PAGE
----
Peru miners rescued; kidnappers hold gas-field workers

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LIMA, Peru -- Nine Peruvian miners trapped for six days in the collapse of a copper mine were rescued Wednesday, most walking out under their own power and wearing sunglasses against the light.

‘Mission accomplished!’ proclaimed President Ollanta Humala after the rescue at the mine in the southern region of Ica. Humala had flown to the zone the day before to oversee the rescue operation.


Rescuers were able to communicate with the trapped miners with a hose they lowered into the pit. It was also used to send oxygen, liquid nourishment and medicines.

The mine was not operating with proper permits, and Humala said the cave-in underscored the dangers faced by so-called informal miners. Illegal mining, said to produce as much as $2 billion in metals annually, also does terrible damage to the environment and public health, his government has said.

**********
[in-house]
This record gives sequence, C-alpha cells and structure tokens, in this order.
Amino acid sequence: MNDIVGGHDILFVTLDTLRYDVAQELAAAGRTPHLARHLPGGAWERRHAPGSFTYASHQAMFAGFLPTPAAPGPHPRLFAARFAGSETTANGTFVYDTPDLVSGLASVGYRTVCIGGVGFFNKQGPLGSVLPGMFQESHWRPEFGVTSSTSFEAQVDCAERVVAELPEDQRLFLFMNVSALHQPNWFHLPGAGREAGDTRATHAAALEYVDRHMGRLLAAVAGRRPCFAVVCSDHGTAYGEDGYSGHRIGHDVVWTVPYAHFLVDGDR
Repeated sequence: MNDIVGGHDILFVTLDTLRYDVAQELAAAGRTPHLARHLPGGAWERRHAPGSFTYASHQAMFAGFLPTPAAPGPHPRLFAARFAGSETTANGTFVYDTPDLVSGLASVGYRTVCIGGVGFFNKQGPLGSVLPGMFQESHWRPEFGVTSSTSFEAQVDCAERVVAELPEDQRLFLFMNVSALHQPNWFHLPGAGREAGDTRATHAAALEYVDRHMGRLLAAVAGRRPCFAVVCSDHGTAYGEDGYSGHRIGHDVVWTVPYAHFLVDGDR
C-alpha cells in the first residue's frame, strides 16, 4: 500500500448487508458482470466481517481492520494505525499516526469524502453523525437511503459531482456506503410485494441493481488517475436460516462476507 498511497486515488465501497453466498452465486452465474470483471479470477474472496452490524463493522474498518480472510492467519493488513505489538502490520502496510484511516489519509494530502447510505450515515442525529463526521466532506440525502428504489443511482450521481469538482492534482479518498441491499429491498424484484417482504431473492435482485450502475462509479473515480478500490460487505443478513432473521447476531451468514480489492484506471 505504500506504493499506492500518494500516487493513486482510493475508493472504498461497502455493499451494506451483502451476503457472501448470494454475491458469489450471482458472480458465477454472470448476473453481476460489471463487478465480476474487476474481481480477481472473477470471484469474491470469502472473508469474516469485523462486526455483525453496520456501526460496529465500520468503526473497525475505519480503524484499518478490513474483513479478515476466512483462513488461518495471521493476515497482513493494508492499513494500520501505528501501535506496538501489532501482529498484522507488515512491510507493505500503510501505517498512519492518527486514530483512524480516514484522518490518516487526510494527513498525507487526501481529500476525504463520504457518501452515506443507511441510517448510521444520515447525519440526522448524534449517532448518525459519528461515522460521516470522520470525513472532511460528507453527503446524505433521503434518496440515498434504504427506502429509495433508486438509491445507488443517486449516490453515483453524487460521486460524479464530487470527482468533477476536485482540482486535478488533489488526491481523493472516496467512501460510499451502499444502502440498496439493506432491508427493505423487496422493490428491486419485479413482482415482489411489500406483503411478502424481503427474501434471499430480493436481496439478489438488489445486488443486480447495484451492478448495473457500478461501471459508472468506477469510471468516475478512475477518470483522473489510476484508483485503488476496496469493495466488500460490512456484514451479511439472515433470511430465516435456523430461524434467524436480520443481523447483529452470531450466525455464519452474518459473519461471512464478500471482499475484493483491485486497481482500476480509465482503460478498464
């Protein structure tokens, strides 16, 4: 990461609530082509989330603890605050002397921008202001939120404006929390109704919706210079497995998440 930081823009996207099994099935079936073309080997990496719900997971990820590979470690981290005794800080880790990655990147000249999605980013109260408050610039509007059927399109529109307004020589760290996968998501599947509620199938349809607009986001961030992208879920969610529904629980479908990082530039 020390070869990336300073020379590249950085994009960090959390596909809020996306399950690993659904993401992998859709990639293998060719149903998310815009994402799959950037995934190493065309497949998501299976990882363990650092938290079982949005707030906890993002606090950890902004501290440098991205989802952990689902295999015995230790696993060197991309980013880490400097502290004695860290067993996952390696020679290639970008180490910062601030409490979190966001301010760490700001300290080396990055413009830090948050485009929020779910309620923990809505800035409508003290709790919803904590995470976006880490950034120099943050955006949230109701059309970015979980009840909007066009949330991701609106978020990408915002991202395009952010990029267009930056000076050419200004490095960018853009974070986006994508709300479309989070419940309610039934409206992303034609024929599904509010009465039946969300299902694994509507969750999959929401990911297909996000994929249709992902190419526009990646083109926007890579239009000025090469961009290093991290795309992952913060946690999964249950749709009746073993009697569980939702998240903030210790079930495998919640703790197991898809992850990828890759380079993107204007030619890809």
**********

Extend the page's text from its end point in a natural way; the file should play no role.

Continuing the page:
Wednesday’s rescue echoed the 2010 evacuation of 33 Chilean miners who had been entombed half a mile below ground for more than two months.

But as Peruvians celebrated the good news, another crisis was still playing out.

In the Andean region of Cuzco, 36 workers for gas-extracting companies have been kidnapped by guerrillas from the resurgent Shining Path group, officials from the firms said Wednesday. They have been held at least two days, and on Wednesday the government declared a 60-day state of emergency for the zone, which makes it easier for the army to deploy.

An estimated 550 army and police troops have fanned out through the area in search of Shining Path camps.

About 30 heavily armed guerrillas burst into three hotels and seized 39 workers. Three were released.


Shining Path emerged in the late 1970s as a Maoist faction aimed at toppling the Peruvian government. It was largely wiped out in the last two decades but has recently made a comeback, including being involved in drug trafficking.


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